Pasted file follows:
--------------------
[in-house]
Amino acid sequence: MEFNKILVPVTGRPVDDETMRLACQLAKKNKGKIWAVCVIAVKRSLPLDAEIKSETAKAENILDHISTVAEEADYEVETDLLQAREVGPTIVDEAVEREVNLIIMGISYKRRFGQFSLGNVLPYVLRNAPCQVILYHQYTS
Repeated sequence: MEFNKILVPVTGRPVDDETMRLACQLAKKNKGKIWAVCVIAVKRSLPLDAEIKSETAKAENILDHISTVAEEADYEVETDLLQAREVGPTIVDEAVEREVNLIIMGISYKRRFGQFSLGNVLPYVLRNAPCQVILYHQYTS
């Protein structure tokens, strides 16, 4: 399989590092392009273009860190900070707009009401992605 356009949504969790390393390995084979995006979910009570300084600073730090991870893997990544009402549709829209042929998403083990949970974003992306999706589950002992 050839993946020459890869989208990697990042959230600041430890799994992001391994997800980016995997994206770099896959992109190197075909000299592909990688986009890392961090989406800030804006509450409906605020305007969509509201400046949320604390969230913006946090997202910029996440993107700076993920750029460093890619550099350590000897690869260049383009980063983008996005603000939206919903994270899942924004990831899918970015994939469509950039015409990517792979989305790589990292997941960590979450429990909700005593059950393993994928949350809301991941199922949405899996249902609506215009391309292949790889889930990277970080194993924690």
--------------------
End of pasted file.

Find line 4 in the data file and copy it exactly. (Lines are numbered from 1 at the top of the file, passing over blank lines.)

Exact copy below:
């Protein structure tokens, strides 16, 4: 399989590092392009273009860190900070707009009401992605 356009949504969790390393390995084979995006979910009570300084600073730090991870893997990544009402549709829209042929998403083990949970974003992306999706589950002992 050839993946020459890869989208990697990042959230600041430890799994992001391994997800980016995997994206770099896959992109190197075909000299592909990688986009890392961090989406800030804006509450409906605020305007969509509201400046949320604390969230913006946090997202910029996440993107700076993920750029460093890619550099350590000897690869260049383009980063983008996005603000939206919903994270899942924004990831899918970015994939469509950039015409990517792979989305790589990292997941960590979450429990909700005593059950393993994928949350809301991941199922949405899996249902609506215009391309292949790889889930990277970080194993924690």